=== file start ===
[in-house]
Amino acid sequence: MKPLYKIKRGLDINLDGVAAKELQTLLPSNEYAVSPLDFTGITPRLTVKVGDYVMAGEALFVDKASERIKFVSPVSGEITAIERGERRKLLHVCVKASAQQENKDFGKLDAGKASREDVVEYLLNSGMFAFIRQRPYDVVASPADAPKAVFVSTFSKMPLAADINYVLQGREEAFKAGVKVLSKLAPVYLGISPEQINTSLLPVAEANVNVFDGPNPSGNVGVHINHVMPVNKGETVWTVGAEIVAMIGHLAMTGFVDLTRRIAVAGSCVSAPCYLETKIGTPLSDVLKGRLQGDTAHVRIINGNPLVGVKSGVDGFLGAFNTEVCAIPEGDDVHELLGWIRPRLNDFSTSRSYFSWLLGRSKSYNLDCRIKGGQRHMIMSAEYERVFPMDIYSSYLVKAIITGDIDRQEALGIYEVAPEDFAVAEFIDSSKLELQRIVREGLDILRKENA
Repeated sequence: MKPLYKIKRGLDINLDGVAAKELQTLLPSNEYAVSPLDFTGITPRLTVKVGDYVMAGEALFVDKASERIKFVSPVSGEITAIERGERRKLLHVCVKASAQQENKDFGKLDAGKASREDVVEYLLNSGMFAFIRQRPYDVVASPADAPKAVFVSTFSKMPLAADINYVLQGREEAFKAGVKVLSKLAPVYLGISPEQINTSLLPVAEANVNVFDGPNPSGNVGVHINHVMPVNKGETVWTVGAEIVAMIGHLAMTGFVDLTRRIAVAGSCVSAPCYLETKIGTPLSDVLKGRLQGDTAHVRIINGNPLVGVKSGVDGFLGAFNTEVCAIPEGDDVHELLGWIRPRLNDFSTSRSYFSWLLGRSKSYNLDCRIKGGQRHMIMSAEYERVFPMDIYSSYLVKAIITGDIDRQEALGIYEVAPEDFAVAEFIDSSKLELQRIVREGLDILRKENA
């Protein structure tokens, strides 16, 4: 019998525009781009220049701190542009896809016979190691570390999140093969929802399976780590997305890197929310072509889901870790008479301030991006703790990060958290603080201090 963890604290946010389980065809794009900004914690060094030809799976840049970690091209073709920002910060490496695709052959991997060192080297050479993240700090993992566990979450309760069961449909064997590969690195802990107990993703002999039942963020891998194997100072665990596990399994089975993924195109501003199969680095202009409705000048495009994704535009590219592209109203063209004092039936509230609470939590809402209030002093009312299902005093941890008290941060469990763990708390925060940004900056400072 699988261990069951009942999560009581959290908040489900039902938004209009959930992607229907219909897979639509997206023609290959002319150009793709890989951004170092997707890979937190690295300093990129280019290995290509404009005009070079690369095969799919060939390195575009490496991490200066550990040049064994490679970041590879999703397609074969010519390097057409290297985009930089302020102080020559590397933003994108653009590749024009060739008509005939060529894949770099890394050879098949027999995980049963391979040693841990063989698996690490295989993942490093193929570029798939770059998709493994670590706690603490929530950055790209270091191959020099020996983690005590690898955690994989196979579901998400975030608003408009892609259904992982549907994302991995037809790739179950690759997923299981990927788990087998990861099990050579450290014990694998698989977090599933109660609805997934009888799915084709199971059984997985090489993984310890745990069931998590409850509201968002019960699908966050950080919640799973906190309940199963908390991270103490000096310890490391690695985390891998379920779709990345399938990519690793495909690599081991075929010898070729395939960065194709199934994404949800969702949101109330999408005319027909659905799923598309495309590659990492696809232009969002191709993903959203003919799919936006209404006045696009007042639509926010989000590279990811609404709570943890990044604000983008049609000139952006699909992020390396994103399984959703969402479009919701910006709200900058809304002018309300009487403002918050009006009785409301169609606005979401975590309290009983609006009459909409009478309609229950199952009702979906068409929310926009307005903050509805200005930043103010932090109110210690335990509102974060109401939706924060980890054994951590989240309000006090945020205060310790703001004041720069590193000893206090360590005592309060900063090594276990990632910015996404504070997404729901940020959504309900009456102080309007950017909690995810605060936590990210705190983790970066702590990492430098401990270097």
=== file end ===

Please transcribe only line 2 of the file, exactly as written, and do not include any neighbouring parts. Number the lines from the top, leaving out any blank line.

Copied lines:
Amino acid sequence: MKPLYKIKRGLDINLDGVAAKELQTLLPSNEYAVSPLDFTGITPRLTVKVGDYVMAGEALFVDKASERIKFVSPVSGEITAIERGERRKLLHVCVKASAQQENKDFGKLDAGKASREDVVEYLLNSGMFAFIRQRPYDVVASPADAPKAVFVSTFSKMPLAADINYVLQGREEAFKAGVKVLSKLAPVYLGISPEQINTSLLPVAEANVNVFDGPNPSGNVGVHINHVMPVNKGETVWTVGAEIVAMIGHLAMTGFVDLTRRIAVAGSCVSAPCYLETKIGTPLSDVLKGRLQGDTAHVRIINGNPLVGVKSGVDGFLGAFNTEVCAIPEGDDVHELLGWIRPRLNDFSTSRSYFSWLLGRSKSYNLDCRIKGGQRHMIMSAEYERVFPMDIYSSYLVKAIITGDIDRQEALGIYEVAPEDFAVAEFIDSSKLELQRIVREGLDILRKENA